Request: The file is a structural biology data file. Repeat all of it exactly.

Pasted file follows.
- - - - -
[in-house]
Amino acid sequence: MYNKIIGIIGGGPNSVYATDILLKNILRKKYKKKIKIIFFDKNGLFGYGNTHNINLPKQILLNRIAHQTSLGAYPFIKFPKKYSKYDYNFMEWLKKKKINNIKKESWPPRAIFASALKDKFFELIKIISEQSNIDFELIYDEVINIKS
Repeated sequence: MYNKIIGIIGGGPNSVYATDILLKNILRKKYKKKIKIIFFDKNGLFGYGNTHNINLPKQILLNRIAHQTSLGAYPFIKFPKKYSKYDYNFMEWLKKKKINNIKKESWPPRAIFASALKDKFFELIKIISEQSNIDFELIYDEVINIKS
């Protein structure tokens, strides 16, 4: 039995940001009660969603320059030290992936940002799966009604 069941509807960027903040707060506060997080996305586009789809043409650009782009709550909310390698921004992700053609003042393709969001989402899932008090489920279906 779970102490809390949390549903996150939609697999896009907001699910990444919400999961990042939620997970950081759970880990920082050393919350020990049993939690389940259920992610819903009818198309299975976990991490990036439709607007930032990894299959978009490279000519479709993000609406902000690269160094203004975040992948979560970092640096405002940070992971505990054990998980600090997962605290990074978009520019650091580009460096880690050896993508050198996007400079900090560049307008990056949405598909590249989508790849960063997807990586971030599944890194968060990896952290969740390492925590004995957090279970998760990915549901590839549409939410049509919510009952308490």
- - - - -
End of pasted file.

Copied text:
[in-house]
Amino acid sequence: MYNKIIGIIGGGPNSVYATDILLKNILRKKYKKKIKIIFFDKNGLFGYGNTHNINLPKQILLNRIAHQTSLGAYPFIKFPKKYSKYDYNFMEWLKKKKINNIKKESWPPRAIFASALKDKFFELIKIISEQSNIDFELIYDEVINIKS
Repeated sequence: MYNKIIGIIGGGPNSVYATDILLKNILRKKYKKKIKIIFFDKNGLFGYGNTHNINLPKQILLNRIAHQTSLGAYPFIKFPKKYSKYDYNFMEWLKKKKINNIKKESWPPRAIFASALKDKFFELIKIISEQSNIDFELIYDEVINIKS
């Protein structure tokens, strides 16, 4: 039995940001009660969603320059030290992936940002799966009604 069941509807960027903040707060506060997080996305586009789809043409650009782009709550909310390698921004992700053609003042393709969001989402899932008090489920279906 779970102490809390949390549903996150939609697999896009907001699910990444919400999961990042939620997970950081759970880990920082050393919350020990049993939690389940259920992610819903009818198309299975976990991490990036439709607007930032990894299959978009490279000519479709993000609406902000690269160094203004975040992948979560970092640096405002940070992971505990054990998980600090997962605290990074978009520019650091580009460096880690050896993508050198996007400079900090560049307008990056949405598909590249989508790849960063997807990586971030599944890194968060990896952290969740390492925590004995957090279970998760990915549901590839549409939410049509919510009952308490």